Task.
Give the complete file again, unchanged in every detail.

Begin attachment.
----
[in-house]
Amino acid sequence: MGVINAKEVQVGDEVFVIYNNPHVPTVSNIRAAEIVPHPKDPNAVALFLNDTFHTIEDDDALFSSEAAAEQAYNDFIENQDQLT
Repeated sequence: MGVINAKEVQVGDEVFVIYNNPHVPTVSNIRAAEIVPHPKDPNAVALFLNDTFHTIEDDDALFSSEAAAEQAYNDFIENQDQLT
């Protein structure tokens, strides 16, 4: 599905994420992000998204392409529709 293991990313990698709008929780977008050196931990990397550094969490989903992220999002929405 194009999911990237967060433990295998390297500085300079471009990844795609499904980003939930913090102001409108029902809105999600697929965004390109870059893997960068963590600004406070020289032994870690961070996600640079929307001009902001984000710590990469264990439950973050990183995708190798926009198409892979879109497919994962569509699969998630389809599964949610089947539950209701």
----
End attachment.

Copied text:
[in-house]
Amino acid sequence: MGVINAKEVQVGDEVFVIYNNPHVPTVSNIRAAEIVPHPKDPNAVALFLNDTFHTIEDDDALFSSEAAAEQAYNDFIENQDQLT
Repeated sequence: MGVINAKEVQVGDEVFVIYNNPHVPTVSNIRAAEIVPHPKDPNAVALFLNDTFHTIEDDDALFSSEAAAEQAYNDFIENQDQLT
């Protein structure tokens, strides 16, 4: 599905994420992000998204392409529709 293991990313990698709008929780977008050196931990990397550094969490989903992220999002929405 194009999911990237967060433990295998390297500085300079471009990844795609499904980003939930913090102001409108029902809105999600697929965004390109870059893997960068963590600004406070020289032994870690961070996600640079929307001009902001984000710590990469264990439950973050990183995708190798926009198409892979879109497919994962569509699969998630389809599964949610089947539950209701």